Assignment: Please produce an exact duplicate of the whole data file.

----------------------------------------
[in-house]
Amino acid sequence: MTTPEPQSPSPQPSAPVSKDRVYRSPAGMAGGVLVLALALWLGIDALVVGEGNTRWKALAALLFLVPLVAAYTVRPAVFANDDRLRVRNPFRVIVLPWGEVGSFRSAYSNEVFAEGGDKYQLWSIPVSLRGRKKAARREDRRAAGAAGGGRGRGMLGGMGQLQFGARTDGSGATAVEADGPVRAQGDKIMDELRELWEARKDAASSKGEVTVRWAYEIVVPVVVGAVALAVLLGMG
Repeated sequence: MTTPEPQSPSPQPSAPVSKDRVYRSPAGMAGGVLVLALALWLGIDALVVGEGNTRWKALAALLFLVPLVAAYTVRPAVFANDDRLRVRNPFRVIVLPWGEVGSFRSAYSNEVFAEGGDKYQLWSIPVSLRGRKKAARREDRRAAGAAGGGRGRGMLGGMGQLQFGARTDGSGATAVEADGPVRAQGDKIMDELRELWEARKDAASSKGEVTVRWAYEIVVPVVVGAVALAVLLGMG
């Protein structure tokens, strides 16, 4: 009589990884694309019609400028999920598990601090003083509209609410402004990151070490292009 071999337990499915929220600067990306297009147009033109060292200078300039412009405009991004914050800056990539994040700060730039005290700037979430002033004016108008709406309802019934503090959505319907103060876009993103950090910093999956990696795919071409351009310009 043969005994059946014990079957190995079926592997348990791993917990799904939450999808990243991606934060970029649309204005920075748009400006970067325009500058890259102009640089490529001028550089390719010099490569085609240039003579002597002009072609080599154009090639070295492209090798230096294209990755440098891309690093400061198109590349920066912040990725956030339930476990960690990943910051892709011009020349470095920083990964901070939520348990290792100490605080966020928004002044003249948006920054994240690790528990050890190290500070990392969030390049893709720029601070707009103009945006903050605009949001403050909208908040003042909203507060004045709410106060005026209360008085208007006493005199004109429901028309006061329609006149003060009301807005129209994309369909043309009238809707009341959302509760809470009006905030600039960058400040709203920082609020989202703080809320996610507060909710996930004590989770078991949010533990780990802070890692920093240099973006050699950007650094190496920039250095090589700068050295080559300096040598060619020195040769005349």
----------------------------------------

[in-house]
Amino acid sequence: MTTPEPQSPSPQPSAPVSKDRVYRSPAGMAGGVLVLALALWLGIDALVVGEGNTRWKALAALLFLVPLVAAYTVRPAVFANDDRLRVRNPFRVIVLPWGEVGSFRSAYSNEVFAEGGDKYQLWSIPVSLRGRKKAARREDRRAAGAAGGGRGRGMLGGMGQLQFGARTDGSGATAVEADGPVRAQGDKIMDELRELWEARKDAASSKGEVTVRWAYEIVVPVVVGAVALAVLLGMG
Repeated sequence: MTTPEPQSPSPQPSAPVSKDRVYRSPAGMAGGVLVLALALWLGIDALVVGEGNTRWKALAALLFLVPLVAAYTVRPAVFANDDRLRVRNPFRVIVLPWGEVGSFRSAYSNEVFAEGGDKYQLWSIPVSLRGRKKAARREDRRAAGAAGGGRGRGMLGGMGQLQFGARTDGSGATAVEADGPVRAQGDKIMDELRELWEARKDAASSKGEVTVRWAYEIVVPVVVGAVALAVLLGMG
């Protein structure tokens, strides 16, 4: 009589990884694309019609400028999920598990601090003083509209609410402004990151070490292009 071999337990499915929220600067990306297009147009033109060292200078300039412009405009991004914050800056990539994040700060730039005290700037979430002033004016108008709406309802019934503090959505319907103060876009993103950090910093999956990696795919071409351009310009 043969005994059946014990079957190995079926592997348990791993917990799904939450999808990243991606934060970029649309204005920075748009400006970067325009500058890259102009640089490529001028550089390719010099490569085609240039003579002597002009072609080599154009090639070295492209090798230096294209990755440098891309690093400061198109590349920066912040990725956030339930476990960690990943910051892709011009020349470095920083990964901070939520348990290792100490605080966020928004002044003249948006920054994240690790528990050890190290500070990392969030390049893709720029601070707009103009945006903050605009949001403050909208908040003042909203507060004045709410106060005026209360008085208007006493005199004109429901028309006061329609006149003060009301807005129209994309369909043309009238809707009341959302509760809470009006905030600039960058400040709203920082609020989202703080809320996610507060909710996930004590989770078991949010533990780990802070890692920093240099973006050699950007650094190496920039250095090589700068050295080559300096040598060619020195040769005349």